Halo’s 27.5” gravel-oriented Vapour GXC wheelset is a versatile and durable setup with a 21mm internal width rim and a rapid freehub pickup. During our time testing, they’ve proven themselves to be capable performers suited to most conditions and coming in at a relatively reasonable price.
The piece de resistance here is Halo’s 120-point engagement Supadrive hub, which not only provides you with bragging rights but also provides nigh-on instant engagement when pedalling. The thru-axle hubs use Centrelock disc mounts and are laced to 27.5-inch, 21 mm internal width rims with 28 spokes at the front and 32 at the rear.
First impressions out of the box are very good, with the subtle graphics accentuating the gloss black rims nicely. That’s accentuated nicely by the red anodised freehub body. Of course, it’ll be hidden in use, but you’ll still know it’s there. It’s also nice to see the steel inserts on the freehub body, meant to prevent the cassette from biting into the freehub which can be a problem with some softer alloy freehub bodies.
As you’d expect, the wheels are tubeless compatible and come pre-taped, leaving you to provide the tubeless tyres and sealant. I found both the tyres I used (a set of WTB Horizon and a set of WTB Nano tyres) seated very easily without having to use an inflator or any other paraphernalia.
The 21 mm rim bed is wide for an alloy rim and gives the high-volume tyres you’ll be running a nicely rounded profile. It works well with the 2.1” width of the WTB Nano tyres, though I wouldn’t recommend going much larger (nor would I think that your gravel bike is likely to fit significantly bigger tyres).
However, despite all that rubber cushioning the rim, the finish on the rim has been surprisingly susceptible to dings and scratches. I have ridden on some admittedly loose and rocky tracks with the occasionally audible clunk of stone against metal which has caused some marks in the paint. It is only a cosmetic issue but one worth noting nonetheless as this gloss finish seems to be particularly susceptible.
Of more concern was that I had some creaking develop in the freehub after just a few weeks using the wheels. I contacted Halo, who say they have never encountered this before as well as offering to replace the freehub body. Instead, a strip down, clean and regrease solved the issue. On close inspection, I found some very light surface rust on the pawls. Wiping this off and reassembling solved all my issues.
It’s difficult to comment on what might have caused this, so in this case, it may just be best to mark it up to bad luck. The sealing of the hub seems adequate given that the grease inside was clean and fresh, so I’m assuming this was an isolated incident. In the unlikely that you did have problems, Halo has assured me that this would be covered under warranty.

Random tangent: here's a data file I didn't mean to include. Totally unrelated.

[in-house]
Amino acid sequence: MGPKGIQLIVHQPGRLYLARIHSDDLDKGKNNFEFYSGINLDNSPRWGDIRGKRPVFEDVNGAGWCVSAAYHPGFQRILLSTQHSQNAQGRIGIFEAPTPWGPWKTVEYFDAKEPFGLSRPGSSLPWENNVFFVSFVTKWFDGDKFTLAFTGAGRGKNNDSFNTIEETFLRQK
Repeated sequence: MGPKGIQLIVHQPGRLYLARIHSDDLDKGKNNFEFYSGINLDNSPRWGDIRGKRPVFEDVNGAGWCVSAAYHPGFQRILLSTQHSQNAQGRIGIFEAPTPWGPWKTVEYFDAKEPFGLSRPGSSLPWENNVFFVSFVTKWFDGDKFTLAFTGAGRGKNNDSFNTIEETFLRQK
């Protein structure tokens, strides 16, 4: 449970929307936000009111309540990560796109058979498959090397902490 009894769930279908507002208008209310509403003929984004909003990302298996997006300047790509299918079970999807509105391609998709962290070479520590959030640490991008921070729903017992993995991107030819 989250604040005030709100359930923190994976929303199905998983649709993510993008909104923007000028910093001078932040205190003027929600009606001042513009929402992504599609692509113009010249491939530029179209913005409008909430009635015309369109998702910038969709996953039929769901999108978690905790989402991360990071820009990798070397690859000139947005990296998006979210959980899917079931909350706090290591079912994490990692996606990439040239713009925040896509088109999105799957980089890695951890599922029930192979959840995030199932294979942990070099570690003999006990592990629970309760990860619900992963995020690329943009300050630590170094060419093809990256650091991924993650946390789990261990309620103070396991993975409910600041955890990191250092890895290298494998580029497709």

Incidentally, whilst I quite enjoy the frenetic buzzing bees of the 120 point engagement, I also found that packing a little more grease in the freehub helped damp it down considerably.
Despite and since that hiccup, the hub has performed flawlessly, providing the solid and instant engagement you would expect. However, whether you actually need such a small engagement angle is a matter of where you’re going to be using these wheels.
For steady state efforts on smoother surfaces i.e. in a 'Road Plus' configuration, I feel it makes little odds as you’re pedalling most of the time anyway. On more technical stop/start terrain that instant engagement does make a noticeable difference and lets you get in those quick pedal strokes to put down the power where you can.
For a gravel wheelset, they’re definitely not the lightest, with my set weighing in at 1,744g. The front wheel came in bang-on the claimed weight of 760g, with the rear a little higher than claimed at 984g. That weight doesn’t really impact handling too much but does slow everything a little bit.
The extra material means the strength and durability means these wheels are also advertised as suitable for cross-country and light trail use. That expands the range of usage scenarios and also puts the weight in context. Compare it to similar cross-country and mountain bike wheels and the weight looks a lot more acceptable.
However, if that’s a deal breaker for you then there are a range of options available at similar prices which may be more dedicated to and specialised for gravel riding.
The Halo Vapour wheelset retails for £410. That’s £150 for the front and £ 260 for the rear. An XD freehub costs an additional £10.
All in all, I’ll be sad to see these go. Even if I don’t need it, the Supadrive hub makes a gratifying amount of noise when rolling fast, but, more importantly, apart from the initial hiccup with the freehub, the wheels have been trouble free and reliable to live with. They still roll just as true as when I got them and provide a dependable wheelset you can trust for any gravel riding you may need, even if they are a bit hefty.
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